Nurses 'demoralised' by row over Welsh NHS, says RCN chief
Nurses are finding the political row over the Welsh NHS both "tiresome and demoralising", according to the head of the Royal College of Nursing in Wales.
RCN director Tina Donnelly said it was time for politicians to stop fighting and put patients at the forefront of moving forward.
It follows a series of clashes between the Conservatives and Labour in recent months over the state of the Welsh NHS.
The latest rows came this week.
"I have to disagree in terms of some of the comments they were making and to be quite honest the nursing profession in Wales is finding all this political to-ing and fro-ing extremely tiresome and actually demoralising," she told BBC Radio Wales on Saturday.
"It's about time the politicians actually put patients at the forefront.
"That was something [UK Health Secretary] Jeremy Hunt did say in his speech yesterday - that patients should be at the centre of all of this and that's something the Royal College of Nursing does uphold."
She added: "It is important that the politicians stop knocking the NHS between the two of them and to look at actually what the successes are
"There is an opportunity here, I think, for the Welsh government to look at what the Nuffield report is saying."
Ms Donnelly said the Welsh government needed to spend more money on dealing with ambulance service delays and freeing up resuscitation bays in hospitals "to get patients through the system".
She also called for increased spending on GPs and home care could make a huge difference.
"What we haven't seen is an investment in the community to enable that process to happen," she said.
"We haven't got enough GPs and certainly don't have enough community nurses and that's where the Welsh government could rise to the challenge and say they are putting patients at the centre."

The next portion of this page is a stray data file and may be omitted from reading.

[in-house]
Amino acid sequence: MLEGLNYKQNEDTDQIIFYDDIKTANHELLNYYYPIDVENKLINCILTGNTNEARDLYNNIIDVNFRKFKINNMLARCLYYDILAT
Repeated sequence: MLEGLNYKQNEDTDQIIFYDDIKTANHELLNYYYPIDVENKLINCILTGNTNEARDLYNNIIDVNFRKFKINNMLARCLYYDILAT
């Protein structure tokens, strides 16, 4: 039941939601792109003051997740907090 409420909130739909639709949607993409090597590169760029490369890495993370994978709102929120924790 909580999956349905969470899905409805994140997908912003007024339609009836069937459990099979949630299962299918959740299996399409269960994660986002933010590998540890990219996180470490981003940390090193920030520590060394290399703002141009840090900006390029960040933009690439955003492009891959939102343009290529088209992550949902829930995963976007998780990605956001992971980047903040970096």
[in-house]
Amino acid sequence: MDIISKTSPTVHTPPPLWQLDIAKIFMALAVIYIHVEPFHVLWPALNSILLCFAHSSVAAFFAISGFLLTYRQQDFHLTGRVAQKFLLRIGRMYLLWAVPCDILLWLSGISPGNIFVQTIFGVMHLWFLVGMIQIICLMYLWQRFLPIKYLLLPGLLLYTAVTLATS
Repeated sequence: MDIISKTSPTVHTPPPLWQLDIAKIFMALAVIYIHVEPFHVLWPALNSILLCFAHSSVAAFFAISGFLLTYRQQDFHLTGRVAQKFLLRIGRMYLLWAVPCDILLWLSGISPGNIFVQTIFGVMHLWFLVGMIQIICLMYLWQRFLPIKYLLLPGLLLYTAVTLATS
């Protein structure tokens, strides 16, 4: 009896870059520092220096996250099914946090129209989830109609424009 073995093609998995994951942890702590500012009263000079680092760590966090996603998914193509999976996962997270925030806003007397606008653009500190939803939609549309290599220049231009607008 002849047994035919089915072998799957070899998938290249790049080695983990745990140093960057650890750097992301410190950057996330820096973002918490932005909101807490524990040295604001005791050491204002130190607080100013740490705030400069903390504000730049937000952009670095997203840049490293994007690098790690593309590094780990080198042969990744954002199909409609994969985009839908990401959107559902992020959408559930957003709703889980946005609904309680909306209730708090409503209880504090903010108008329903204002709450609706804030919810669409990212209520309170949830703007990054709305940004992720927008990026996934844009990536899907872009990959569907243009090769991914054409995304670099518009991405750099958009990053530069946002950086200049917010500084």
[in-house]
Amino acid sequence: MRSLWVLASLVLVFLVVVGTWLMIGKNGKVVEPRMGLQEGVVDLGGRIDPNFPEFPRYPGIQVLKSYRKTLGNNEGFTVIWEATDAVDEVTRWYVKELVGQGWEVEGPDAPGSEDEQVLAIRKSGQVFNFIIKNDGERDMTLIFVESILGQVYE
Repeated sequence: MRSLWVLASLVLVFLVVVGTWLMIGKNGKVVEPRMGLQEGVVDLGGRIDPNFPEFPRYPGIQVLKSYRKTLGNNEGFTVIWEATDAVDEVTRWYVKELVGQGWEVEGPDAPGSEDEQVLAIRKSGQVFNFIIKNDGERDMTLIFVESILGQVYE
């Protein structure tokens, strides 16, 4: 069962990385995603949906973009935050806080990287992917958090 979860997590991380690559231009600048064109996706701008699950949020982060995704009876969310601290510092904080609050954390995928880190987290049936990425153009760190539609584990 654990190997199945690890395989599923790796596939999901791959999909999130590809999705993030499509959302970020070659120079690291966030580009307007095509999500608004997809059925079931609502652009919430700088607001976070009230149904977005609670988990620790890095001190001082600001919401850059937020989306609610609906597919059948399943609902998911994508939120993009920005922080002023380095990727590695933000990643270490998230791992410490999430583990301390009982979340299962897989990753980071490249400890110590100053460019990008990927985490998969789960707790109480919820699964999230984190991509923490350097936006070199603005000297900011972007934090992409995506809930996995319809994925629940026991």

On Wednesday First Minister Carwyn Jones claimed David Cameron "doesn't care two hoots about the NHS in Wales" after the prime minister said Welsh Labour's health record was "dreadful" and the NHS in Wales was "a shambles".
Then on Thursday. an independent report by the Nuffield Trust said Welsh government cuts to NHS funding might be responsible for longer waiting times.
But the study also said performance has improved in other areas, with no evidence that Wales was "lagging behind" the rest of the UK.
Responding to the report, Mr Jones said the Labour-led Welsh government had been at the end of "some pretty vitriolic political attacks over the last few weeks over the Welsh NHS and the report shows that those attacks were unfounded".
But at the Welsh Conservative spring conference on Friday, Mr Cameron renewed his attack saying the healthcare workforce in Wales were being "woefully let down by Labour".
He said Wales was witnessing a "national scandal" as Offa's Dyke "has become the line between life and death", while Mr Hunt accused the Welsh government of "sleepwalking into a Welsh Mid Staffs tragedy".